NYCHA YOUTH SAMPLE SPORTS, LEARN NEW SKILLS

A young NYCHA resident gets airborne on a hopping ball during NYCHA’s Education Through Sports Day.

By Brent Grier

Hundreds of youth from the New York City Housing Authority (NYCHA) tested their sports skills throughout the summer at Education Through Sports Days. The program provides a series of free instructional clinics and games designed to introduce children to sports they may not otherwise be exposed to, such as golf, lacrosse, soccer, volleyball and the martial arts. NYCHA hosts Education Through Sports Day events every summer in all five boroughs.

At the event held in Harlem River Park, eight-year-old Juan Alvarez of Lehman Houses in Manhattan won a trophy for putting golf balls despite it being the first time he ever had picked up a club. "I like baseball better," Alvarez admitted. "I just got lucky, but I want to try playing again."

When the names of greats in the sport were mentioned, Alvarez and his new golfing buddy, eight-year-old Oscar Ruiz of Clinton Houses in Manhattan, traded blank stares. Primarily a soccer fan, Ruiz also won a golf competition even though he is unfamiliar with the sport. "I liked it a lot, it was great to win, but I didn't know I could play good," said Ruiz. A skilled technician with his hands, mixed martial arts expert Ishmael Cato taught a clinic on the finer points of defensive maneuvering. "You guys better not try this in the community center," chuckled a NYCHA staff member while looking on at the demonstration.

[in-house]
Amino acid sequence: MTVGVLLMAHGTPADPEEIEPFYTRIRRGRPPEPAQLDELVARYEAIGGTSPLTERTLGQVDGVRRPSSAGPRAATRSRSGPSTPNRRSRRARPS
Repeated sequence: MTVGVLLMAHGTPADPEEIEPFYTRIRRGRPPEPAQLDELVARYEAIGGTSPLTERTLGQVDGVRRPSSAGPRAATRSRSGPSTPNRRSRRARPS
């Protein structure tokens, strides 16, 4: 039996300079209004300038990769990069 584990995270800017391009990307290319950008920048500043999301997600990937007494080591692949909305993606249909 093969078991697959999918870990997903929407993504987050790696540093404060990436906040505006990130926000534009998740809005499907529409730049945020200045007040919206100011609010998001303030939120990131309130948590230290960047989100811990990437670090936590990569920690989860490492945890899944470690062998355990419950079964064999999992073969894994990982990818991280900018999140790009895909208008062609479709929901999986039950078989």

A short walk away from the main field, NYCHA youth and staff were treated to a visit from basketball legend, Darryl Dawkins, most known for his backboard shattering days with the NBA's New Jersey Nets and Philadelphia 76ers. "It's great to come out here and meet with the kids and show them a few things," Dawkins said. The near seven-footer was not on the court as a ringer, instead leading the children in a few drills, although he was unable to resist blocking a few layup attempts.

Box lunches and bottles of water were on hand to replenish the participants, who in addition to playing physical sports, flexed their mental muscles with board games like chess. Seven-year-old Kasey Sedgwick of Lehman Houses waited for his chance to play checkers, while his friend, 11-year-old Eddie Diaz, also of Lehman, had his heart set on a game of Connect Four. "I'm into baseball, but I want to play something else first," said Sedgwick, as he studied the strategies of other players.